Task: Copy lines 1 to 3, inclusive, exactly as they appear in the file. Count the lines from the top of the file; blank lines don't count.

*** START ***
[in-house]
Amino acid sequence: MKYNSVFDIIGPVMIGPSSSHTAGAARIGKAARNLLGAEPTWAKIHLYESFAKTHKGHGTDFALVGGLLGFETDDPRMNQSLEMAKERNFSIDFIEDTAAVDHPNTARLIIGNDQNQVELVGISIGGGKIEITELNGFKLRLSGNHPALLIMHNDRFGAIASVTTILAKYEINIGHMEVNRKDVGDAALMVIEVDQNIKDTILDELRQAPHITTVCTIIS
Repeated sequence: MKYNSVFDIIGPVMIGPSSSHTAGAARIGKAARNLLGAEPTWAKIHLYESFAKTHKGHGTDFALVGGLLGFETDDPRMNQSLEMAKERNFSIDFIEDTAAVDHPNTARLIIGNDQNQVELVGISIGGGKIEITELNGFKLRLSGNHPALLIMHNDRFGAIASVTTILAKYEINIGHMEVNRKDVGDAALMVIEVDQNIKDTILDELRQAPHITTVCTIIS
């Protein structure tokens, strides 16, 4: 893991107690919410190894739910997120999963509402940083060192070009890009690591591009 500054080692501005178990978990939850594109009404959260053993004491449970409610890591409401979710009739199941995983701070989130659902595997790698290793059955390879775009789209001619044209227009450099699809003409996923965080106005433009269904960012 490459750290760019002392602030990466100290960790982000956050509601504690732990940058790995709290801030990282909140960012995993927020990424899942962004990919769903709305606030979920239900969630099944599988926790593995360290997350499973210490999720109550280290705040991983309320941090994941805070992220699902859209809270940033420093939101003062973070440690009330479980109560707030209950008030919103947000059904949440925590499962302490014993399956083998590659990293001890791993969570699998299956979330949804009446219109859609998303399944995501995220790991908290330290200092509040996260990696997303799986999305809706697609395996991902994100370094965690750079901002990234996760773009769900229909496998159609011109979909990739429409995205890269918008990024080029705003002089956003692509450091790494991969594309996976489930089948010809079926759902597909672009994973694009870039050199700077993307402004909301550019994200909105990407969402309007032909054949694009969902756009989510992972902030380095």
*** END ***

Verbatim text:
[in-house]
Amino acid sequence: MKYNSVFDIIGPVMIGPSSSHTAGAARIGKAARNLLGAEPTWAKIHLYESFAKTHKGHGTDFALVGGLLGFETDDPRMNQSLEMAKERNFSIDFIEDTAAVDHPNTARLIIGNDQNQVELVGISIGGGKIEITELNGFKLRLSGNHPALLIMHNDRFGAIASVTTILAKYEINIGHMEVNRKDVGDAALMVIEVDQNIKDTILDELRQAPHITTVCTIIS
Repeated sequence: MKYNSVFDIIGPVMIGPSSSHTAGAARIGKAARNLLGAEPTWAKIHLYESFAKTHKGHGTDFALVGGLLGFETDDPRMNQSLEMAKERNFSIDFIEDTAAVDHPNTARLIIGNDQNQVELVGISIGGGKIEITELNGFKLRLSGNHPALLIMHNDRFGAIASVTTILAKYEINIGHMEVNRKDVGDAALMVIEVDQNIKDTILDELRQAPHITTVCTIIS